Navya writes and speaks about matters that often do not come out or doesn’t see daylight. Defense and economy of the country is of special interest to her and a lot of her content revolves around that.
The Madras High Court has asked Tamil Nadu government to ensure that the COVID-19 victims get a dignified burial. Tamil Nadu government has made prevention of funeral rites for victims of "notified diseases", which includes COVID-19, a punishable offence.
As per the fresh ordinance, any move to prevent the burial or cremation of a coronavirus victim could lead to upto 3 years of jail along with a hefty fine to the state. This is now specified under the Section 74 of the Tamil Nadu Public Health Act of 1939.
The move comes in response to the public protests against the burial of two doctors who died due to COVID-19 in Chennai recently. In one of the incidents, the agitators attacked the health workers and civic body staff. The protests arose due to fear of contracting the virus.
These attacks on the health officials and the obstructions in their funeral rites further led to the IMA demanding ordinance and security for the health officials from the government.
Earlier in April, a controversy had erupted after the swab test result of a 70 year old man two days after his burial, came positive for COVID-19. The relatives expressed concern over not having taken adequate precautions during the burial, alleging unawareness about the likelihood of the virus being the reason for the man's death.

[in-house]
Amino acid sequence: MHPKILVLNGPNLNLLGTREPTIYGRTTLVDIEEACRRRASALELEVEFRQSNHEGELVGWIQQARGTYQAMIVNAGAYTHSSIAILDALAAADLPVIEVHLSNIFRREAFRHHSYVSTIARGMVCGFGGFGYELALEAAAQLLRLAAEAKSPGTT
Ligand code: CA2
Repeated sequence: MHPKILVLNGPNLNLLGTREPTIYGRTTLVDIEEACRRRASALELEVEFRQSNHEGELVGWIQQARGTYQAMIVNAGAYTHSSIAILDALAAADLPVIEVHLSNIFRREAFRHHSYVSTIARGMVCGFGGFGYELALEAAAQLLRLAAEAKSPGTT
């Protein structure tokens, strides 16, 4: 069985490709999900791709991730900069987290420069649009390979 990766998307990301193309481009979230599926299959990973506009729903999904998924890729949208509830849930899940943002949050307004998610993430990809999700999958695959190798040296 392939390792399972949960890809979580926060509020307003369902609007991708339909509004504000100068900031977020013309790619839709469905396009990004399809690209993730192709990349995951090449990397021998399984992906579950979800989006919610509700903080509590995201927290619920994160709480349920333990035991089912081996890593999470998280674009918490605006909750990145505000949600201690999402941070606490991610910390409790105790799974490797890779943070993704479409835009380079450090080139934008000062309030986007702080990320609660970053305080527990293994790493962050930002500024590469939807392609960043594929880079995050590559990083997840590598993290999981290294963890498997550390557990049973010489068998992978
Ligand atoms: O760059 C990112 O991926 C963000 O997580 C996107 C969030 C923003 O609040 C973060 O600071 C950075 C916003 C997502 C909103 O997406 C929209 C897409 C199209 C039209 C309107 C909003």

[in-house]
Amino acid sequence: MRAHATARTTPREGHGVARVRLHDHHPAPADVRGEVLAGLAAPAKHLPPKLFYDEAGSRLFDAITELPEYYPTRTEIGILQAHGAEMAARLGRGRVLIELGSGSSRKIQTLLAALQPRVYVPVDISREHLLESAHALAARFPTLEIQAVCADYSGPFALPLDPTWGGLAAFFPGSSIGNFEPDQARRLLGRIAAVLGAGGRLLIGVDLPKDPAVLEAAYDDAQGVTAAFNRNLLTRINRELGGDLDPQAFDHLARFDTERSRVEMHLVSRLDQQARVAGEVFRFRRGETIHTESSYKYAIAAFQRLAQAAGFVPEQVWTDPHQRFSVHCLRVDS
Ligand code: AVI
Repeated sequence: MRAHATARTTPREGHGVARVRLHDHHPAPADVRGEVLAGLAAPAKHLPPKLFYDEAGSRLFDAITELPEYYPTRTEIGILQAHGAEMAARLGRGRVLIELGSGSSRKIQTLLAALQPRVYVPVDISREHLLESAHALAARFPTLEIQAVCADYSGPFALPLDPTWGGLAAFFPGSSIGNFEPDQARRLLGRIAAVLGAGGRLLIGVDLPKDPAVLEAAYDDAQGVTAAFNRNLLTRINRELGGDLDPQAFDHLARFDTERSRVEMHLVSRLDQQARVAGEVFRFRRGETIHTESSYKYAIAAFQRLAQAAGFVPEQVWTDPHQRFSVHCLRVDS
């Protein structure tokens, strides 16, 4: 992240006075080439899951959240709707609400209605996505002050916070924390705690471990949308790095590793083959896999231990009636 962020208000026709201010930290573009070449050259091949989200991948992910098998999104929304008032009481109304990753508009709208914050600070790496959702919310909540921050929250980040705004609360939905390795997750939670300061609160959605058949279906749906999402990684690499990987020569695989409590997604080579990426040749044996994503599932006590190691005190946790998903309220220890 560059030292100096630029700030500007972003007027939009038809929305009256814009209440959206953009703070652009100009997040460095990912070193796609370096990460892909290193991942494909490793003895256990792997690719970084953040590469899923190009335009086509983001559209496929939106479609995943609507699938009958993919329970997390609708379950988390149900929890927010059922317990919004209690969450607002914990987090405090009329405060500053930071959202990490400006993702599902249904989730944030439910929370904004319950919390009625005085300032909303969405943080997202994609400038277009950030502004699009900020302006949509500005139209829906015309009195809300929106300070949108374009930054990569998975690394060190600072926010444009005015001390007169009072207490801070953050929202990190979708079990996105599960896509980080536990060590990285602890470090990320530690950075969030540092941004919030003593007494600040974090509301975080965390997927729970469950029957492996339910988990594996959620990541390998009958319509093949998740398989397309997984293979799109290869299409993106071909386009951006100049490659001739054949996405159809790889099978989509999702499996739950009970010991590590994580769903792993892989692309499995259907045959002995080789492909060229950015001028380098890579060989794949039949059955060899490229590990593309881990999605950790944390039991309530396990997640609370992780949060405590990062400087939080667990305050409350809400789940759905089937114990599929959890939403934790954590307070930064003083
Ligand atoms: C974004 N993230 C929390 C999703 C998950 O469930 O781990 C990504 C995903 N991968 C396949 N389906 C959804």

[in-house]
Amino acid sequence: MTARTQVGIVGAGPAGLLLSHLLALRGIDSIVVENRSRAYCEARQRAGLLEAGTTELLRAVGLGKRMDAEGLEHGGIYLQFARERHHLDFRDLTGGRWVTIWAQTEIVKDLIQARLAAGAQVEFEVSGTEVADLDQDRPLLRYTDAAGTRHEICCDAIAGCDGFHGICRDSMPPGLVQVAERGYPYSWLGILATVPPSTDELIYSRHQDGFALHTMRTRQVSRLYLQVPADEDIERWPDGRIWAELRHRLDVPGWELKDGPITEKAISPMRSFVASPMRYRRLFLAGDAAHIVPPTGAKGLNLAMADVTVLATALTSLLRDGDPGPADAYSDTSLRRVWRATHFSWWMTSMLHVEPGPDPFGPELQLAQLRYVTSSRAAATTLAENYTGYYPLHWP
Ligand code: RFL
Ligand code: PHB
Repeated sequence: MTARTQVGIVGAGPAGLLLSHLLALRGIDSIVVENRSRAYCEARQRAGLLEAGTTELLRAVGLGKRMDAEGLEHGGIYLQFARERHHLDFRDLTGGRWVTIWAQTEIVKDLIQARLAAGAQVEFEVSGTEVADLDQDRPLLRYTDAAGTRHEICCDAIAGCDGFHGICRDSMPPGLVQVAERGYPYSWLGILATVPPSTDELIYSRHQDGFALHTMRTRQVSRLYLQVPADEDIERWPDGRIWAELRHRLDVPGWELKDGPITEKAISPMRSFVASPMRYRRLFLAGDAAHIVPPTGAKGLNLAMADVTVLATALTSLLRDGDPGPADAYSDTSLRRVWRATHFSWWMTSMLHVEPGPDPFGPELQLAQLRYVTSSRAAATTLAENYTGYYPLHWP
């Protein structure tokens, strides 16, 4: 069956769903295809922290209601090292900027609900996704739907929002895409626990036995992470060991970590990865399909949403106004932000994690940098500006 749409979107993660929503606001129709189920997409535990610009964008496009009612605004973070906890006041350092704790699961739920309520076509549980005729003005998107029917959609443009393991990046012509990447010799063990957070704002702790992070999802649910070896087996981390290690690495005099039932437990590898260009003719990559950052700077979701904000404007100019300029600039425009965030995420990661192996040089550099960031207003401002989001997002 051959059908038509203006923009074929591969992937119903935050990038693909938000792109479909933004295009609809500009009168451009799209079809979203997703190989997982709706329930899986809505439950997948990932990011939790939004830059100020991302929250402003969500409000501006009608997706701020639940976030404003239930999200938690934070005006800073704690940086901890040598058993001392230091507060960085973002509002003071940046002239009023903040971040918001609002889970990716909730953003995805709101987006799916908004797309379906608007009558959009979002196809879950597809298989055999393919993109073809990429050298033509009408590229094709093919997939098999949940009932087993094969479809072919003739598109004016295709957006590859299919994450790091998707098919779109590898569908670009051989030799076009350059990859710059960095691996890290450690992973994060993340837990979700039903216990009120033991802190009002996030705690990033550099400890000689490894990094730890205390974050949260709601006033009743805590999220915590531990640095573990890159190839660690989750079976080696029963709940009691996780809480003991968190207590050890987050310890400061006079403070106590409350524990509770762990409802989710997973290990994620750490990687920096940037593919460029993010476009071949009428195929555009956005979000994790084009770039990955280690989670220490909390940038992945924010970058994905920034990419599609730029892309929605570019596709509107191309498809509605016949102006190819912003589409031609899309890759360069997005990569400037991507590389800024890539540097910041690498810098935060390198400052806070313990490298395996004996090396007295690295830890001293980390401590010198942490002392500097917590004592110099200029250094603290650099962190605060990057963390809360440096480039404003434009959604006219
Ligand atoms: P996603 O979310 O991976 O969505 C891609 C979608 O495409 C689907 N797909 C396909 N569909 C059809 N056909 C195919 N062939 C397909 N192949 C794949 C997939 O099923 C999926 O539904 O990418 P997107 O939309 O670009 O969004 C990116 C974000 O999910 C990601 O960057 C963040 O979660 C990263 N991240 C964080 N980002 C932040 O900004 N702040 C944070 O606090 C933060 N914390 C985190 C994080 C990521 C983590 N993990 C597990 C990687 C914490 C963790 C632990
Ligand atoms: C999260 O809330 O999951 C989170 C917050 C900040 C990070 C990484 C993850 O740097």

After this over a 100 people who attended his funeral were home quarantined.
On April 19, the burial of a neurosurgeon, Dr Simon Hercules was obstructed when a mob threw bricks, stones, bottles and sticks when his body was being taken to the cemetery and chased them despite the presence of police. Two ambulance drivers and few health officials were injured.
The burial had to be performed by a fellow doctor and two ward boys as the undertakers fled after the mob protest. Dr K Pradeep Kumar, an orthopaedic surgeon told NDTV, "The policemen were reluctant to help as they did not have PPE. It's understandable. None of us knew how to operate an earth mower. The ward boys and I did the whole thing. I buried him with my own hands using the shovel there."
Chief Minister E Palani Swami had announced a ₹50 lakh compensation for those who died while battling the disease and assured them a dignified funeral. In light of that incident, Chennai police filed cases against 21 perpetrators.
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